Twentieth Century Farce 

Two guys walk into a bar, and the 20th century is changed.

Albert Einstein and Pablo Picasso walk into a bar. That might sound like the setup to a long joke, but it's natural enough because that's also the premise for this play by comedian Steve Martin. Of course, he's now also an acclaimed "serious" author after his 2000 novella Shopgirl, the movie of which will open this fall. But Picasso at the Lapin Agile was before all that, in 1993, and can be seen as a sort of link between his recent literary endeavors and (to appropriate a phrase) the early funny ones.

Martin is playing with some heady stuff in this fictional encounter in Paris, 1904, just before Einstein published his Special Theory of Relativity and Picasso broke out of his Blue Period and started moving toward Cubism, each in his own way setting the tone for the 20th century. Einstein is there only because he arranged to meet a date at another bar, and the theoretical probability of her showing up in the wrong bar accidentally is the same as her going into the right one on purpose. It isn't exactly a play of ideas, but it plays with ideas beautifully.

One of the pitfalls (or pratfalls) of a smart comedy like this is that directors might "punch it up" to make sure you know it's a comedy, and the Center REPertory Company production at Walnut Creek's Dean Lesher Center suffers a little from that kind of accentuated wackiness. Director Michael Butler works a little too hard to sell jokes that could stand on their own without a lot of Fozzie Bear wokka-wokka-wokkas. Dimmed lights and tinkly music underline the magic moment when Einstein first sees a Picasso sketch, as if to substitute for acting. During a couple of arguments, music rises, and everyone starts doing a zany go-go number for no apparent reason. Fortunately, a lot of Martin's jokes are on the silly side anyway, so the broad approach works more often than not.

The imagination is immediately sparked by Kelly Tighe's marvelous set of an intimate bar framed by a semicircle of empty canvases along the top and various knickknacks of the century to come jammed under the floorboards along the edge of the stage.

The strong supporting cast doesn't exactly hurt either. J.D. Nelson is delightfully curmudgeonly as salty old codger Gaston, a barfly always either mourning his long-lost sex life or running off to take a leak. Anthony Nemirovsky struts in loud and proud as a peacock as art dealer Sagot, a flamboyant huckster with a Super Mario mustache. With the forcefully self-assured sexuality of the very young beauty, the type bordering on hubris, Juliet Tanner effectively lights up the room when she enters as Picasso's sometime lover Suzanne, which is nice because she does so several times more as several extravagantly colorful women.

But then, the whole play is full of big entrances, few more so than that of Charles Dabernow Schmendiman, who gives new meaning to the word hubris as inventor of "an inflexible and very brittle building material" made from "equal parts of asbestos, kitten paws, and radium." Jeffrey Draper plays Schmendiman as a wild and crazy guy in the old-school Martin mode, epitomizing dorkhood in his short pants and polkadot bowtie. (The delightfully flashy costumes are by Cassandra Carpenter.) Admittedly, Mitch Polzak gets a bigger entrance toward the end as a mysterious messenger from beyond, but that's a gag that would suffer from spoilers.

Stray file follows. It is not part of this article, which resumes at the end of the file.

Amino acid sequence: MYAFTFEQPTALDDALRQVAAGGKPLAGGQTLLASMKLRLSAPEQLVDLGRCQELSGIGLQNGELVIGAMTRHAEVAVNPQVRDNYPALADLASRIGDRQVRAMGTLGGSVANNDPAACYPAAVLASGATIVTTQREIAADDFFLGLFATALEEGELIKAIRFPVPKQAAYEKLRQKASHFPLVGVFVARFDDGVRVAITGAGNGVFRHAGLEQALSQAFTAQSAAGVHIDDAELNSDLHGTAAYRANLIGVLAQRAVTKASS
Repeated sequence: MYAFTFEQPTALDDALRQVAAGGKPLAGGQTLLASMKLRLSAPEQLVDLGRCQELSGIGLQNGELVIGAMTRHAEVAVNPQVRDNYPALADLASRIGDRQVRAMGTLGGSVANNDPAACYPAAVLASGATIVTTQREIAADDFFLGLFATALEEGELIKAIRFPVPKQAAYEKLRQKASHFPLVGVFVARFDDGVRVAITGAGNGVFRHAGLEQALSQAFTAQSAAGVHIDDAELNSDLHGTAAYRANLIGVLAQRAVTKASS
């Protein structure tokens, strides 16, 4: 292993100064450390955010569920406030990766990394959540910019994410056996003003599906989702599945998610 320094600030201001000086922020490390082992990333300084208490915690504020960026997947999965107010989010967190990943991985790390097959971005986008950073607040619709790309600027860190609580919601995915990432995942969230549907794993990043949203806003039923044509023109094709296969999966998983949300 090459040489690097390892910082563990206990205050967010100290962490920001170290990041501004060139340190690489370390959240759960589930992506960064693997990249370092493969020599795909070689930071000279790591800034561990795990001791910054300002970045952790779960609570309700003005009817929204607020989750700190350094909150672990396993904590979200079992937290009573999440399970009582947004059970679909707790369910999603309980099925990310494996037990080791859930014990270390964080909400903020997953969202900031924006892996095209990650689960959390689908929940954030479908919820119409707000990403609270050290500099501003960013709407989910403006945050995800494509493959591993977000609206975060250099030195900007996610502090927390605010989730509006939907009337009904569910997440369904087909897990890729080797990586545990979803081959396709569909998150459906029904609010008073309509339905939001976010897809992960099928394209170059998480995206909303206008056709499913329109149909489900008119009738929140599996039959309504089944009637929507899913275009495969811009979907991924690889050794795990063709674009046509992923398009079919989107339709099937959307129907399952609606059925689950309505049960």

Patrick Sieler's solid but relatively understated bartender Freddy almost gets lost amid all these outsize personalities, which is a shame because he's the one with enough distance on it all that he is aware he is a character in a play, and gets to break the fourth wall with observations such as reasoning that his customer can't be Einstein because the cast is listed in order of appearance, and he's the fourth, not the third. He is often the straight man, but also the disinterested observer who has seen it all before. He's the bartender, after all.

His waitress and girlfriend Germaine also is an observer, but a more active one, holding forth on the marketing strategy for Einstein's book or outlining Cassandra-like insights on the century to come. Pursing her lips, sucking in her cheeks, and surveying the proceedings through sultry lowered eyelids, Carrie Paff also gives the character a cooler razzle to Tanner's dazzle, embodying savvy sexuality without getting coquettish about it.

Johnny Moreno is all sex as Picasso, appropriate enough for someone who says "A painter has got to stay well fucked." But his intensity is very much the fickle one of the ladies' man, rather than the fixed one of an artist keenly aware of his own historical importance. His great-artist routine here comes off as empty bravado that through sheer chance happens to be justified, and a streak of petulance answers for the artistic temperament (as it too often does in life).

Taylor Valentine's Einstein is too childlike by half, a wide-eyed naïf who speaks of the importance of his work with the type of giddy pride usually reserved for potty training. There are some very nice touches as well: As Suzanne describes how Picasso's come-ons worked on her, Einstein whips out a little notebook and starts taking notes. It isn't particularly in character, but it's very funny. But the sparring between him and Picasso feels too juvenile for that great moment in which they recognize they are kindred spirits to feel in any way believable or earned, and unfortunately that's the very moment that redeems the central conceit of the play. Without it, the play is just like one of Picasso's little trysts -- good for a few laughs (or more than a few) but hollow at heart.


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